The Collectors Guide to Japanese Invasion Money by Gregory Hale, First edition, published by Centaur Media and printed by Getset Media Services ISBN 9780992579906, 180pages, measures 18 x 25cm, $44.95 postpaid in Australia.
Japanese Invasion Money is known by banknote collectors as JIM. Researching previous publications on the subject, I do not think there has been much new information published in book form for a number of years. There are magazine articles and chapters in some of the military numismatic tomes that have been released on the last decade, but no book just on JIM. So this is a welcome addition to the numismatic library for collectors of JIM and military banknotes.
Greg Hale of Brisbane has been putting information together for many years both on JIM and associated propaganda leaflets. His interest was first aroused by stories told by his grandfather, who had served in the American Army and saw action at the battle of Buna-Gona in New Guinea.
The book itself is easily identified due to the vignettes taken from banknotes of the series and its size is great; it doesn’t need to be any larger, and any smaller would detract from the illustrations that are an integral part of the information included. The colour illustrations are a good size, although I would prefer to have the all pictures in original colour, as some details such as overprints, lose their authenticity, a necessity when trying to identify fakes.
The contents are divided into the five countries of issue - Burma, Dutch East Indies, Malaya, Philippines and Oceania. Each section includes a quick reference price guide and then detailed descriptions of each denomination. The last eight pages include another copy of the quick reference price guide so that collectors can record their acquisitions.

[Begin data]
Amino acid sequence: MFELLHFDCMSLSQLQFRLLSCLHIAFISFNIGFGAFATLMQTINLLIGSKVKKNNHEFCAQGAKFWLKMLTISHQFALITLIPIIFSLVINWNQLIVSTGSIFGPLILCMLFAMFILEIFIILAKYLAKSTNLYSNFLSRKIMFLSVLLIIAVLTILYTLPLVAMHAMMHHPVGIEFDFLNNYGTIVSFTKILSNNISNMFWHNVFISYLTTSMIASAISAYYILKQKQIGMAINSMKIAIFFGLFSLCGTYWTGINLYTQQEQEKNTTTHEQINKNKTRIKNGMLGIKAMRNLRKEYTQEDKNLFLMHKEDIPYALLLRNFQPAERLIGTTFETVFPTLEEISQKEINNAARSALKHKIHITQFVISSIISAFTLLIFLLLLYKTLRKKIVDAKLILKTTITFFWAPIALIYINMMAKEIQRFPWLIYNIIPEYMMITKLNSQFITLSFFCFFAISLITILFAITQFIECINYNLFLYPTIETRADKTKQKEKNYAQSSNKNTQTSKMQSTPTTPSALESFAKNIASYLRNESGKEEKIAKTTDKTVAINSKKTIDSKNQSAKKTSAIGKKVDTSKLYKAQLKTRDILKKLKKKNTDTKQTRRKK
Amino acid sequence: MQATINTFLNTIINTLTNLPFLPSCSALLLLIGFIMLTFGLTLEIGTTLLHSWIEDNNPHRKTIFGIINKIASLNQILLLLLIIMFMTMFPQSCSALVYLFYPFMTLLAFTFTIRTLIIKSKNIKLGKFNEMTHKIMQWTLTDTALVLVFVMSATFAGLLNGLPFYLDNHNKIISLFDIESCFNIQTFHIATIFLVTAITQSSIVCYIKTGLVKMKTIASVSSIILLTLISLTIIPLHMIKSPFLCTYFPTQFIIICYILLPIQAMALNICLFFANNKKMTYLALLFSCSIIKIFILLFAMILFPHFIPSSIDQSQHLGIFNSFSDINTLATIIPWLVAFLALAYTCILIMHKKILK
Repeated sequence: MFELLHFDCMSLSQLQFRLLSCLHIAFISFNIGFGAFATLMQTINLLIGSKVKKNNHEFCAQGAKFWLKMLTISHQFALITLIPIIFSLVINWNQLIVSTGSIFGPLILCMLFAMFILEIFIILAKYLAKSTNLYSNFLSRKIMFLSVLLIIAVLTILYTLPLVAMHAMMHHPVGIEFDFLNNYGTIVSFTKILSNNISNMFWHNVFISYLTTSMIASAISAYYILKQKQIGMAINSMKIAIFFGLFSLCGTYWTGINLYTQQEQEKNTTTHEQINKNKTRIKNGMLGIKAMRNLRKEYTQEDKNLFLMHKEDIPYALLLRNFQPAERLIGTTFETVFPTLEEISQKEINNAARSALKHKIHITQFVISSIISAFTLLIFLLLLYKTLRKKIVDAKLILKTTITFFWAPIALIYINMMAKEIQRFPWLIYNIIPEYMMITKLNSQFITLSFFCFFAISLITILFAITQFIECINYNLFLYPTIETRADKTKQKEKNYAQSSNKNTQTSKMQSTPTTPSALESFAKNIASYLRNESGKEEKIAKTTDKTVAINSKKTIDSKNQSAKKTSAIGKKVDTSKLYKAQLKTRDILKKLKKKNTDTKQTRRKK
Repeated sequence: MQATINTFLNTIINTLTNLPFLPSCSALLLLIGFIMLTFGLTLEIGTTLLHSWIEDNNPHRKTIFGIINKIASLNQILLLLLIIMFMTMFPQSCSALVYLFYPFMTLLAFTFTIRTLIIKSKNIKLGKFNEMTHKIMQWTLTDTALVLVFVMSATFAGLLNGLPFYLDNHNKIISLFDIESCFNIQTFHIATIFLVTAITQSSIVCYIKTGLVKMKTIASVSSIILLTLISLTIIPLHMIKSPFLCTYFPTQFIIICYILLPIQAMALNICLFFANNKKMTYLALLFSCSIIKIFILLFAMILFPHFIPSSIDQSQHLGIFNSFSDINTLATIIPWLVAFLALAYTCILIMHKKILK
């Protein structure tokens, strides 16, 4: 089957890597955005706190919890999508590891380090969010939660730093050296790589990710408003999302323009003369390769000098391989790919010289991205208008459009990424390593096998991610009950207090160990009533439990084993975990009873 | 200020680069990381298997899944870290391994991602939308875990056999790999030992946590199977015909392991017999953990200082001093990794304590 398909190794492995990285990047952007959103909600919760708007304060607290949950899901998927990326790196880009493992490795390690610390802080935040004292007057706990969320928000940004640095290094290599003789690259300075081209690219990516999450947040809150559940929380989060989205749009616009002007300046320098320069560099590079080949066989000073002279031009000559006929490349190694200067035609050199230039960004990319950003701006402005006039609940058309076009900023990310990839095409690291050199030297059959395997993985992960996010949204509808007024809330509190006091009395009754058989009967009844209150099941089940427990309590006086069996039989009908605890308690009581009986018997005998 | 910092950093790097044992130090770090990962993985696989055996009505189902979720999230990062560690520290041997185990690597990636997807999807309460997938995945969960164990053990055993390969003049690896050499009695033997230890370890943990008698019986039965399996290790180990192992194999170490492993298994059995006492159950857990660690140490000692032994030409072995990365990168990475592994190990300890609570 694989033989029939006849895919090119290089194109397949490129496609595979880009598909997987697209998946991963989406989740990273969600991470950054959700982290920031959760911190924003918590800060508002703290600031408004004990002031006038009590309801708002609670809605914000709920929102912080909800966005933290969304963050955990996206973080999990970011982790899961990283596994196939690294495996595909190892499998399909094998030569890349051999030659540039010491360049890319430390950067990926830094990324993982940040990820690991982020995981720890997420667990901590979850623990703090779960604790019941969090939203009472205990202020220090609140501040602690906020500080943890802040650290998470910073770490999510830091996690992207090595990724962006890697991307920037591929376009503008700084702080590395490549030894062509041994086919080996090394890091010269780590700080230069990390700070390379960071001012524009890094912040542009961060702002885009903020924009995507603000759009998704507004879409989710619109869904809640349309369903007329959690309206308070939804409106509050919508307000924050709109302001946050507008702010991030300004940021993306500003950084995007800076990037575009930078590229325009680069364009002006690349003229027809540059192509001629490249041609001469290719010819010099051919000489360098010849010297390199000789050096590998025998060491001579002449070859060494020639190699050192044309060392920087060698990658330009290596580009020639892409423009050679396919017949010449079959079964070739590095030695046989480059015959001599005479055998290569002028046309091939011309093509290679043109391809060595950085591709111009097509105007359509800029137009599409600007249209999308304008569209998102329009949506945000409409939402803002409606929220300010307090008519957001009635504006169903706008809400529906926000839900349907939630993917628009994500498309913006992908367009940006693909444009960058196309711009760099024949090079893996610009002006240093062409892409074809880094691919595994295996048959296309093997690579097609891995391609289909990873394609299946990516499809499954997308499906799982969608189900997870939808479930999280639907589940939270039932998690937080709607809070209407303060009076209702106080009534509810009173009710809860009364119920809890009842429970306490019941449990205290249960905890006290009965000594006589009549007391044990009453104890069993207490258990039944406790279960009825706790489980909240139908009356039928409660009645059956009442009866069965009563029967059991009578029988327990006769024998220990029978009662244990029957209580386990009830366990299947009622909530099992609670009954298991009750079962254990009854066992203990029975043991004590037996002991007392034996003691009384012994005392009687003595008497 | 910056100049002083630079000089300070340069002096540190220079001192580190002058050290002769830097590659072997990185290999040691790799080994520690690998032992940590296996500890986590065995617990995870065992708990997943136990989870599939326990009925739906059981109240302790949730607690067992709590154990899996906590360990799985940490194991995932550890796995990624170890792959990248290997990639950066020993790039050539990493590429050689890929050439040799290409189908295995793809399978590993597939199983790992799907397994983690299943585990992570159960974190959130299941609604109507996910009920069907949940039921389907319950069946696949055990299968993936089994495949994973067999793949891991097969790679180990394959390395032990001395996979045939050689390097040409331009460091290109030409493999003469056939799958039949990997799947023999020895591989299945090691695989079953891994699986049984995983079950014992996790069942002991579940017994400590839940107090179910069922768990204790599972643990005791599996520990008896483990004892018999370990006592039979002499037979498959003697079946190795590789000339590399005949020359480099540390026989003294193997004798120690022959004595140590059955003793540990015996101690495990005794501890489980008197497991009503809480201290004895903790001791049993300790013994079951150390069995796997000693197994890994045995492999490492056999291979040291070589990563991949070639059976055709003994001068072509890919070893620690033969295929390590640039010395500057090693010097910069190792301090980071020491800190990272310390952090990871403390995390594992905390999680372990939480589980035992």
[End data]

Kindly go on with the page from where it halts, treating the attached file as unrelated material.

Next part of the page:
The values quoted are, at first glance, a little strange, until one realises that the amounts are a percentage of the highest value; this accounts for the dollars and cents on each grade. The amount acts as a guide only, as it is of little concern once the Uncirculated and Very Fine grades are considered.
The matter of the counterfeits and forged overprints are dealt with in some depth. I would like to see some more information given regarding the original and fake Mihon (specimen) overprints, particularly in regard to colour. More detail of the OSS and SOE Allied counterfeits of the Burma, Malaya and Philippines series should be included in the next edition of the book.
The inclusion of the Philippines 100 peso (P116) issued by the Bangko Sental Ng Pilipinas as a JIM note is debatable, but adds interest to the catalogue. The collector would certainly need to question the overprint and any similar note that surfaced, in view of the rarity. In the same way, the inclusion of the proposed Australian Allied Military Occupation Currency specimens and the proposed Australian issue of the BCOF 100 yen note held by the Reserve Bank Archives, while not JIM, is an integral part of military numismatics in SE Asia and adds Australian colour. This is a worthy new addition to the military banknote collector’s library.
By the way, the advertisement in the November issue of the CAB magazine for this book includes only the website >as a means of ordering it. For those who have not caught up with technology and are still on snail mail, order the book through Getset Media Services P.O.Box 631, Albany Creek QLD 4035.